Lessons in Livewriting

On Monday November 22nd, somewhere approaching midnight, I became a livewriting survivor. Why? Because I had just finishing livewriting Chapter 6 of my current webfiction Between Worlds (Book 2 of the Above Ground series).

“Livewriting?” I hear you say. “What is livewriting?” For your viewing pleasure, an excerpt from the AMH English Dictionary:

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[liv-rahyt] verb, live·wrote; live·writ·ten; live·writ·ing

1. to express or communicate in writing at the time of viewing; a writing performance
2. to form characters, words, etc. on a screen before a live audience, using a keyboard or similar means: Livewrite your story in Google Docs
3. to produce as an author by setting down words before a live audience: to livewrite three novels

circa October 2009; 1889 Labs.
—Can be confused: liveblogging
—Synonyms: insanity, lunacy, silliness.

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Despite reading MCM’s how-to guide, as well as his rules for livewriting, I still bungled things up. I’m starting to think that’s the point of livewriting, actually.

Four things I learned from my first attempt at livewriting:

1. Be prepared

If you’re going to be writing before a live audience, you really need to know what you’re going to be writing about. You need an outline. There’s no time to think. Unfortunately I lost my outline ten minutes before the start and couldn’t find it, which meant my chapter went WAY off-track and broke some plot points. But it was fun!

You’ve also got no time for bathroom breaks or to get that glass of water or to run around the house looking for your laptop charger (guilty as charged). So be prepared!

2. Use your audience!

Livewriting is by its nature interactive. It’s not a one way you-write-they-read process. So when you’re planning things in Step 1, make sure to plan for places where readers can make suggestions. You need to strike a fine balance for these: if you only let readers pick insignificant details like how many grapes a character eats, they’ll feel ripped off, but if you give them too much power they’ll derail your chapter entirely.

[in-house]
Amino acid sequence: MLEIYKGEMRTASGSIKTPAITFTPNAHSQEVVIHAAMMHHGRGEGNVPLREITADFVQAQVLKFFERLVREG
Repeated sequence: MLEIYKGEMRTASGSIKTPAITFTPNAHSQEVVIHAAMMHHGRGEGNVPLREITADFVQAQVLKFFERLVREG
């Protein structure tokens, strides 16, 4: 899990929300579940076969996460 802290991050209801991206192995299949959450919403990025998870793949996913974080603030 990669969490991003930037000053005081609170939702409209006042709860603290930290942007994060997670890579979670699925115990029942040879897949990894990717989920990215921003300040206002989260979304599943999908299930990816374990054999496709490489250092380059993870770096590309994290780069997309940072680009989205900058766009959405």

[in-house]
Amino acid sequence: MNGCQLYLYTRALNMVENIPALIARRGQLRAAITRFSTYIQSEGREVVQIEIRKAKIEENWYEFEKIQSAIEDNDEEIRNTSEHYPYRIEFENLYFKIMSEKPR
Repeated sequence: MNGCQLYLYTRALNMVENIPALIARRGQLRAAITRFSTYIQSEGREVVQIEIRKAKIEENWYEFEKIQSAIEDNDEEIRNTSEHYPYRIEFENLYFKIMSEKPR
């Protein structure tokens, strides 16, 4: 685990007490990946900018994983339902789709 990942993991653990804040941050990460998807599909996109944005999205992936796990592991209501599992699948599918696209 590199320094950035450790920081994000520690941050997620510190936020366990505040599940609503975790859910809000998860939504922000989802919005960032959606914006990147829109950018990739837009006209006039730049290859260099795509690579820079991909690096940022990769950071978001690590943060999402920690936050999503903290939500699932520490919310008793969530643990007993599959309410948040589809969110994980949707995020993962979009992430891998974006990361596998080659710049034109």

It was also nice to sit back a little and let my readers chat to each other while I took a small breather from writing. It’s interesting to see their live thoughts and reactions to your writing, and judge what’s working and what isn’t.

3. Forget about editing

Livewriting is basically a hardcore version of NaNoWriMo. Non-stop writing, get the words down, and don’t you dare go back and edit because there’s no time and no point. Yes, it can get silly, but you can always edit at a later date after the livewriting period is over.

I wrote a chapter of 1,400 words in about 40 minutes. After editing out some of the sillier suggestions and fixing the plot holes, I ended up with a 1,800 word chapter. That’s about double my normal input.

4. Have a glass of wine ready

When you’re done panicking livewriting the adrenaline high kicks in. Make sure you’ve got a glass nearby to celebrate surviving! And whatever you do, skilfully avoid requests for a repeat performance any time in the near future unless you’re sure your heart can take it.

Livewriting is not for the faint hearted. It’s panic-inducing, thrilling, entertaining, and often very silly, but it lets you connect with your readers in a way you generally don’t. It’s an art, a performance, an act of insanity.

I think MCM should start a support group.